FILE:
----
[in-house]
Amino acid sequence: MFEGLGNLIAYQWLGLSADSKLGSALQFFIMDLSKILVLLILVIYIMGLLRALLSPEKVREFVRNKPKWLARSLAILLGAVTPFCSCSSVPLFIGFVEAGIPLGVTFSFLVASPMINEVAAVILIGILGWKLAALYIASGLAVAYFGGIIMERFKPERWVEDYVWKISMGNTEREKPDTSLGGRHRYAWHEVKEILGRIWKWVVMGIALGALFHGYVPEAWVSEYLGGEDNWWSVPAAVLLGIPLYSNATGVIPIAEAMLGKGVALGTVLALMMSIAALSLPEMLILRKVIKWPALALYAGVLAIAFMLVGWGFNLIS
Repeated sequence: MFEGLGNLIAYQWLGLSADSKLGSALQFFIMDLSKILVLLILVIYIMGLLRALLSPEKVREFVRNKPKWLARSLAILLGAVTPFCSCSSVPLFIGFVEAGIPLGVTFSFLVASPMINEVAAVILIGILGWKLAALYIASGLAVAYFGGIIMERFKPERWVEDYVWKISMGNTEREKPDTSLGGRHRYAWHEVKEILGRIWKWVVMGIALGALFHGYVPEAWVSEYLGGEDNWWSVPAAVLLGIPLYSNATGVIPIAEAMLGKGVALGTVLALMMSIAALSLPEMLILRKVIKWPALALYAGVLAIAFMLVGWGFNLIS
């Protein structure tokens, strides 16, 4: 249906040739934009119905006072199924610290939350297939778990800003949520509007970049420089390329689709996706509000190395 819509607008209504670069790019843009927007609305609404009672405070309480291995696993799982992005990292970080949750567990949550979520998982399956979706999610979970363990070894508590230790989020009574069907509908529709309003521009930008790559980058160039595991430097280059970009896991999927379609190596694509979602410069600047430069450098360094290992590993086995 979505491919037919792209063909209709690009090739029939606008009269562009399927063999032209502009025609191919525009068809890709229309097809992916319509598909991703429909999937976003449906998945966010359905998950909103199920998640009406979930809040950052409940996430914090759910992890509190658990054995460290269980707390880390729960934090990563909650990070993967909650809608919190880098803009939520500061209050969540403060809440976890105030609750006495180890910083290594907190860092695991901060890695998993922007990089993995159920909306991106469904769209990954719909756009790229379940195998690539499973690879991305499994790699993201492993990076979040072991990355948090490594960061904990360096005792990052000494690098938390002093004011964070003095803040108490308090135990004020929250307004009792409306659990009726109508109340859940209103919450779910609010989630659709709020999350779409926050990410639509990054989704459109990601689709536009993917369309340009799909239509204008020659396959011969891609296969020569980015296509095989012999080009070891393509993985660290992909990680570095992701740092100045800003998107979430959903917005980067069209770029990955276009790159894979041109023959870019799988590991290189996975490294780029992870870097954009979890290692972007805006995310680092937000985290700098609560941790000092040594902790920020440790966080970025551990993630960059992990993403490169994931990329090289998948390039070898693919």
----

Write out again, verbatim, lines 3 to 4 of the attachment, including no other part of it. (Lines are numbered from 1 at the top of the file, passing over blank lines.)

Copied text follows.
Repeated sequence: MFEGLGNLIAYQWLGLSADSKLGSALQFFIMDLSKILVLLILVIYIMGLLRALLSPEKVREFVRNKPKWLARSLAILLGAVTPFCSCSSVPLFIGFVEAGIPLGVTFSFLVASPMINEVAAVILIGILGWKLAALYIASGLAVAYFGGIIMERFKPERWVEDYVWKISMGNTEREKPDTSLGGRHRYAWHEVKEILGRIWKWVVMGIALGALFHGYVPEAWVSEYLGGEDNWWSVPAAVLLGIPLYSNATGVIPIAEAMLGKGVALGTVLALMMSIAALSLPEMLILRKVIKWPALALYAGVLAIAFMLVGWGFNLIS
């Protein structure tokens, strides 16, 4: 249906040739934009119905006072199924610290939350297939778990800003949520509007970049420089390329689709996706509000190395 819509607008209504670069790019843009927007609305609404009672405070309480291995696993799982992005990292970080949750567990949550979520998982399956979706999610979970363990070894508590230790989020009574069907509908529709309003521009930008790559980058160039595991430097280059970009896991999927379609190596694509979602410069600047430069450098360094290992590993086995 979505491919037919792209063909209709690009090739029939606008009269562009399927063999032209502009025609191919525009068809890709229309097809992916319509598909991703429909999937976003449906998945966010359905998950909103199920998640009406979930809040950052409940996430914090759910992890509190658990054995460290269980707390880390729960934090990563909650990070993967909650809608919190880098803009939520500061209050969540403060809440976890105030609750006495180890910083290594907190860092695991901060890695998993922007990089993995159920909306991106469904769209990954719909756009790229379940195998690539499973690879991305499994790699993201492993990076979040072991990355948090490594960061904990360096005792990052000494690098938390002093004011964070003095803040108490308090135990004020929250307004009792409306659990009726109508109340859940209103919450779910609010989630659709709020999350779409926050990410639509990054989704459109990601689709536009993917369309340009799909239509204008020659396959011969891609296969020569980015296509095989012999080009070891393509993985660290992909990680570095992701740092100045800003998107979430959903917005980067069209770029990955276009790159894979041109023959870019799988590991290189996975490294780029992870870097954009979890290692972007805006995310680092937000985290700098609560941790000092040594902790920020440790966080970025551990993630960059992990993403490169994931990329090289998948390039070898693919």